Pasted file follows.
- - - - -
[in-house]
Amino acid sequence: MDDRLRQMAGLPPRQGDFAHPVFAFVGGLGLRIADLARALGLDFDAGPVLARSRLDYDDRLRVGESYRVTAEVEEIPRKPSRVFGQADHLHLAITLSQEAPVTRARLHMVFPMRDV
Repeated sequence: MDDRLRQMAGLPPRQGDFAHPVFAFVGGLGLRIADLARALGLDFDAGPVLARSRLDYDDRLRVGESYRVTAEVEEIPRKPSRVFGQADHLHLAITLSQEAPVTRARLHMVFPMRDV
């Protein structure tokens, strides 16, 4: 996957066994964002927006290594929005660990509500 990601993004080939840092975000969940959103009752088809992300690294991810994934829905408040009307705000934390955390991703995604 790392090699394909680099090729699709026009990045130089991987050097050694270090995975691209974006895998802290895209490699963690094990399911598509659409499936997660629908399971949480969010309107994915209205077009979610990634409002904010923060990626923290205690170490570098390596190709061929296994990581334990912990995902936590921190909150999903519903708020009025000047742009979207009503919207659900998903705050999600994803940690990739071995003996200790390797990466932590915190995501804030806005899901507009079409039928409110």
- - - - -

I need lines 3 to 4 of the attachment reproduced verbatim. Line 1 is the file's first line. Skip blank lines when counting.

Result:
Repeated sequence: MDDRLRQMAGLPPRQGDFAHPVFAFVGGLGLRIADLARALGLDFDAGPVLARSRLDYDDRLRVGESYRVTAEVEEIPRKPSRVFGQADHLHLAITLSQEAPVTRARLHMVFPMRDV
């Protein structure tokens, strides 16, 4: 996957066994964002927006290594929005660990509500 990601993004080939840092975000969940959103009752088809992300690294991810994934829905408040009307705000934390955390991703995604 790392090699394909680099090729699709026009990045130089991987050097050694270090995975691209974006895998802290895209490699963690094990399911598509659409499936997660629908399971949480969010309107994915209205077009979610990634409002904010923060990626923290205690170490570098390596190709061929296994990581334990912990995902936590921190909150999903519903708020009025000047742009979207009503919207659900998903705050999600994803940690990739071995003996200790390797990466932590915190995501804030806005899901507009079409039928409110």